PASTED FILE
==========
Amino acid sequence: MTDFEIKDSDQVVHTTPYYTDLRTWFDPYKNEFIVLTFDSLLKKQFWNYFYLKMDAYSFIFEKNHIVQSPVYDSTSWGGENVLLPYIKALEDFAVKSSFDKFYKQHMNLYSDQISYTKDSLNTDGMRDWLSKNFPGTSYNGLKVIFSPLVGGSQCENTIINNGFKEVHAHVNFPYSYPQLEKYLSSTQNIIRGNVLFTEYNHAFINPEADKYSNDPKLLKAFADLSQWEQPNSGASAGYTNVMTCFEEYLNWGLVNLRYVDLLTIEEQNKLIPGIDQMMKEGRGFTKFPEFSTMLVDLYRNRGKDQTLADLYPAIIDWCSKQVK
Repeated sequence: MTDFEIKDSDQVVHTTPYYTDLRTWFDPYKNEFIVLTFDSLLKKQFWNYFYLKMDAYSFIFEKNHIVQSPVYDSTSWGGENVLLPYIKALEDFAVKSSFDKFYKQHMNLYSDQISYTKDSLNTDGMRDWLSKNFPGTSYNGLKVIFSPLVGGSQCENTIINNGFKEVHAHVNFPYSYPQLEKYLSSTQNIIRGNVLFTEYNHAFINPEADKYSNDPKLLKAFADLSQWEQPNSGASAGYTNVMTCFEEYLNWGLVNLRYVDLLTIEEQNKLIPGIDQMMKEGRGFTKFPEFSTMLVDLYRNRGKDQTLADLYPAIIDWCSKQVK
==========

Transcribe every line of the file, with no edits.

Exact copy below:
Amino acid sequence: MTDFEIKDSDQVVHTTPYYTDLRTWFDPYKNEFIVLTFDSLLKKQFWNYFYLKMDAYSFIFEKNHIVQSPVYDSTSWGGENVLLPYIKALEDFAVKSSFDKFYKQHMNLYSDQISYTKDSLNTDGMRDWLSKNFPGTSYNGLKVIFSPLVGGSQCENTIINNGFKEVHAHVNFPYSYPQLEKYLSSTQNIIRGNVLFTEYNHAFINPEADKYSNDPKLLKAFADLSQWEQPNSGASAGYTNVMTCFEEYLNWGLVNLRYVDLLTIEEQNKLIPGIDQMMKEGRGFTKFPEFSTMLVDLYRNRGKDQTLADLYPAIIDWCSKQVK
Repeated sequence: MTDFEIKDSDQVVHTTPYYTDLRTWFDPYKNEFIVLTFDSLLKKQFWNYFYLKMDAYSFIFEKNHIVQSPVYDSTSWGGENVLLPYIKALEDFAVKSSFDKFYKQHMNLYSDQISYTKDSLNTDGMRDWLSKNFPGTSYNGLKVIFSPLVGGSQCENTIINNGFKEVHAHVNFPYSYPQLEKYLSSTQNIIRGNVLFTEYNHAFINPEADKYSNDPKLLKAFADLSQWEQPNSGASAGYTNVMTCFEEYLNWGLVNLRYVDLLTIEEQNKLIPGIDQMMKEGRGFTKFPEFSTMLVDLYRNRGKDQTLADLYPAIIDWCSKQVK